Once established that it would be beneficial to integrate some big data processing into a KNIME workflow, the problem has just started. For once, it can be quite complex to connect to a big data platform, design the appropriate SQL query, and then retrieve the data accordingly. For second, there are so many different types of big data platforms as to make the choice of one or another quite a long and tedious task.
For both cases, however, KNIME can help.
A few nodes specific for big data are available in the commercial KNIME Big Data Extension, that can be purchased at: http://www.knime.org/knime-big-data-extension
Simplified Database Connectors for Big Data Platforms
KNIME offers a few connector nodes to connect to databases in general and to big data platforms in particular. Some connector nodes have been specifically designed for some particular big data platforms.
These dedicated connectors provide a very simple configuration window requiring only the basic access parameters, like credentials. Among those dedicated connectors, we find the Hive Connector to connect to Apache Hive and the Impala Connector to connect to the Impala database.
Apache Hive (https://hive.apache.org/) is a data warehouse infrastructure built on top of Hadoop for providing data summarization, query, and analysis.
Impala (http://www.cloudera.com/content/cloudera/en/products-and-services/cdh/impala.html) is a fully integrated, state-of-the-art analytic database architected specifically to leverage the flexibility and scalability strengths of Hadoop - combining the familiar SQL support and multi-user performance of a traditional analytic database with the rock-solid foundation of open source Apache Hadoop and the production-grade security and management extensions of Cloudera Enterprise.
Soon, we will also find the connector for the Hortonworks (http://hortonworks.com/hdp/) big data platform.
In case a dedicated connector is not available for the big data platform of your choice, you can always connect using a generic Database Connector node. The only setting difference with a dedicated node is the JDBC driver for the chosen platform that has to be uploaded in the Preferences page and set in the configuration window of the Database Connector node. JDBC drivers must be required at the vendor site.
SQL Helpers Nodes
Once a connection to a database or to a big data platform has been established with one of the connector nodes, we can select the table to work on and build the SQL query to implement the required ETL operations.
Writing a complex SQL query is not for everybody. For the SQL less expert users, KNIME provides a few SQL transparent nodes, to set a function without ever touching the underlying SQL query. These SQL helper nodes make the implementation of ETL procedures on a big data platform extremely easy and fast.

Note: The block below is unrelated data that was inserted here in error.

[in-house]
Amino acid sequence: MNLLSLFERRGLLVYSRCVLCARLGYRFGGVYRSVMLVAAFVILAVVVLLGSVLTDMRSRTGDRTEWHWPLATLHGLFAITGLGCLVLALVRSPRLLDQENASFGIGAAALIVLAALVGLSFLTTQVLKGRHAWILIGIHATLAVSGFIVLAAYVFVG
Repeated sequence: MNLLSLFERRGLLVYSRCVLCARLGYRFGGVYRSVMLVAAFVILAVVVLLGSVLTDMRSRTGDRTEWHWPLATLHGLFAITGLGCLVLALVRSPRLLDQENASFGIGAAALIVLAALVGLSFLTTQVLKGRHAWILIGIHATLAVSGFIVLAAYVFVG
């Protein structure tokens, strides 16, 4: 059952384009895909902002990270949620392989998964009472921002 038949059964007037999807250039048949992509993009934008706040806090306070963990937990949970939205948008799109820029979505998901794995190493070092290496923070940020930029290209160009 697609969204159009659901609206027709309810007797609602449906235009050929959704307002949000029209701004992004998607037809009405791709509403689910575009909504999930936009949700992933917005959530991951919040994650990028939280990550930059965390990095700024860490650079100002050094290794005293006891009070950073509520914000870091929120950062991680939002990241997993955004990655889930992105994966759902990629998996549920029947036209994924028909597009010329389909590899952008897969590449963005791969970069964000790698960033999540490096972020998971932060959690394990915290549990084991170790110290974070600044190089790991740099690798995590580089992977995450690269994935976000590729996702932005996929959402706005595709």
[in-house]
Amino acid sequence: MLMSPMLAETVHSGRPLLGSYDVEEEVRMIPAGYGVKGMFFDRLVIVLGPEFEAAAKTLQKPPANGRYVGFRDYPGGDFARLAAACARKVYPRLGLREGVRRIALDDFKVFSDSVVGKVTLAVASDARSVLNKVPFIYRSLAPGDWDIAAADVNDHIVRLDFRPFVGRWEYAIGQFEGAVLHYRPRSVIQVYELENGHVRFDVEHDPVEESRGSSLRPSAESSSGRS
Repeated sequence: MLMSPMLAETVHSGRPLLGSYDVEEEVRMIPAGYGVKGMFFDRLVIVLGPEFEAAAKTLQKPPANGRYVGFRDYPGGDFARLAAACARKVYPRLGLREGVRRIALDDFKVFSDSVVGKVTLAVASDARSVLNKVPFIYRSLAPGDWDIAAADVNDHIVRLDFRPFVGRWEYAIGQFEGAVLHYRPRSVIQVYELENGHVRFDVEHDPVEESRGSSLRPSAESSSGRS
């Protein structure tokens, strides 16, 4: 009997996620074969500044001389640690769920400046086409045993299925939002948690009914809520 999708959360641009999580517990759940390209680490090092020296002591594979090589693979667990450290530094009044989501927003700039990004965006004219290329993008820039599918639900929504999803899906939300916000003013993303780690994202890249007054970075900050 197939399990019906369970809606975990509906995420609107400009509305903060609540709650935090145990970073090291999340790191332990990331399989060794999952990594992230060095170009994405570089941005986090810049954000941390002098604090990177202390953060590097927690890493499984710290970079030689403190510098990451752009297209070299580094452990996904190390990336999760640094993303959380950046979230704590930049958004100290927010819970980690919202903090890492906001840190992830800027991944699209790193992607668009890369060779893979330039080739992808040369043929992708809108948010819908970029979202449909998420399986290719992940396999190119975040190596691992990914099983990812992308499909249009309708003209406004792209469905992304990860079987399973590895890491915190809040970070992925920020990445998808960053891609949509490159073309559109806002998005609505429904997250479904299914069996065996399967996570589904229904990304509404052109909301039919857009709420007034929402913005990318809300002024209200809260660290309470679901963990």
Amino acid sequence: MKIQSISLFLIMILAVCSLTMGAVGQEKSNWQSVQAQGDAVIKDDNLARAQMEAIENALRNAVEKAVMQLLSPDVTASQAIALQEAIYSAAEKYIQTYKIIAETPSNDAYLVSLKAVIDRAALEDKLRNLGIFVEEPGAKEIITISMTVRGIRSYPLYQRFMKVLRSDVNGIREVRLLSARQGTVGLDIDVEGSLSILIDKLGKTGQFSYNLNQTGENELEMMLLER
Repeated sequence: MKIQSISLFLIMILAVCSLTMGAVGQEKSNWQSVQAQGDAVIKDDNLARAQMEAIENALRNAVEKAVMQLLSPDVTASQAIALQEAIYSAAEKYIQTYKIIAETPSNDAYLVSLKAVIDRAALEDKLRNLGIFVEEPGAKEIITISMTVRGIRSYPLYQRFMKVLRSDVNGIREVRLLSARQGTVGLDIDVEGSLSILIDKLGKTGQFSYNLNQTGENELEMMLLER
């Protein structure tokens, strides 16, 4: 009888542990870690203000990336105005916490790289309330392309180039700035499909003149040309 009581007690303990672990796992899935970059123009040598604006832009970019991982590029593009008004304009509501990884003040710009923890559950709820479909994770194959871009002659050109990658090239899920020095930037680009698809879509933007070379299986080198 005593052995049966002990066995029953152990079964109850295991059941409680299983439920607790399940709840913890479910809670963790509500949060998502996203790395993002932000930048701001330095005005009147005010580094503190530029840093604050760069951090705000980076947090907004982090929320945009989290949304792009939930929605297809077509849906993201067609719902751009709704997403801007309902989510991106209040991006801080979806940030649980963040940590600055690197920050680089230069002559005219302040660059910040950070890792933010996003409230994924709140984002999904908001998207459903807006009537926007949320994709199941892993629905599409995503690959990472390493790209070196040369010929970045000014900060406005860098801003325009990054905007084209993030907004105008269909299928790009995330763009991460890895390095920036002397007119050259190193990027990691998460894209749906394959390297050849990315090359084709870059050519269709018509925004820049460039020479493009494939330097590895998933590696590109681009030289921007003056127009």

They also make the transition from a big data platform to another one very easy: it is enough to change the connector node feeding the SQL helper nodes. The SQL helper nodes do not need to be changed. This preserves the agility feature of the KNIME Analytics Platform even after the integration of a big data platform into the workflow.
Step by Step the Integration of Big Data into KNIME
In summary, the integration of a big data platform into KNIME is very straightforward.
1. Drag and drop the appropriate connector node into the workflow to connect to the big data platform of choice
2. Configure the connector node with the parameters required to access the data on the big data platform, meaning credentials, server URL, and other platform specific settings
3. Define the SQL query to perform the ETL operations with the help of SQL manipulation nodes. The SQL manipulation nodes indeed help you building the correct SQL query even without knowing a thing about SQL queries.
4. Finally, the execution of a data retrieval node (Database Connection – Table Reader node) allows the user to retrieve the data using the previously built SQL query.
Such an easy approach opens the door to the introduction of big data platforms into KNIME, without the headache of configuring each tiny platform detail. It also preserves the quick prototyping feature of a KNIME workflow. Indeed, the user can change the big data platform of choice, just by changing the database connector node in step 1 and reconnecting it to the subsequent SQL builder nodes.
It is really that easy to integrate big data platforms in KNIME and to considerably speed up the whole ETL part of the data science discovery travel!